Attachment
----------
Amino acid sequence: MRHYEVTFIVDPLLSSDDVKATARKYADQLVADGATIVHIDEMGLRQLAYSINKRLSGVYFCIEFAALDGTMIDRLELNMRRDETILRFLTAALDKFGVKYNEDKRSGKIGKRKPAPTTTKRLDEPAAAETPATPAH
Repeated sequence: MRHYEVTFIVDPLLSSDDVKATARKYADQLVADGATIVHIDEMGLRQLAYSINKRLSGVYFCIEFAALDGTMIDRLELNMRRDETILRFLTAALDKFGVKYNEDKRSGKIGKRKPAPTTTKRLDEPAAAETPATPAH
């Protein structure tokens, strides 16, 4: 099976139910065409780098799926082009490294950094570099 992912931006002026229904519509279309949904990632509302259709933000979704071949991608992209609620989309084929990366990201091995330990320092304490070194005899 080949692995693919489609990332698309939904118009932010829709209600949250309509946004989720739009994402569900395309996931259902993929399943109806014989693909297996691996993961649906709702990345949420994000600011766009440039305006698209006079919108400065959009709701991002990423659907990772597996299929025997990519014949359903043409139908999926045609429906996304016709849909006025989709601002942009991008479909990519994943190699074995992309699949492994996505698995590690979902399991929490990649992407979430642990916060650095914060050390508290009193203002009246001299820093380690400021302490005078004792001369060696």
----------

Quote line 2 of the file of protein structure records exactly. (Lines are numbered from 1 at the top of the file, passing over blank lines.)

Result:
Repeated sequence: MRHYEVTFIVDPLLSSDDVKATARKYADQLVADGATIVHIDEMGLRQLAYSINKRLSGVYFCIEFAALDGTMIDRLELNMRRDETILRFLTAALDKFGVKYNEDKRSGKIGKRKPAPTTTKRLDEPAAAETPATPAH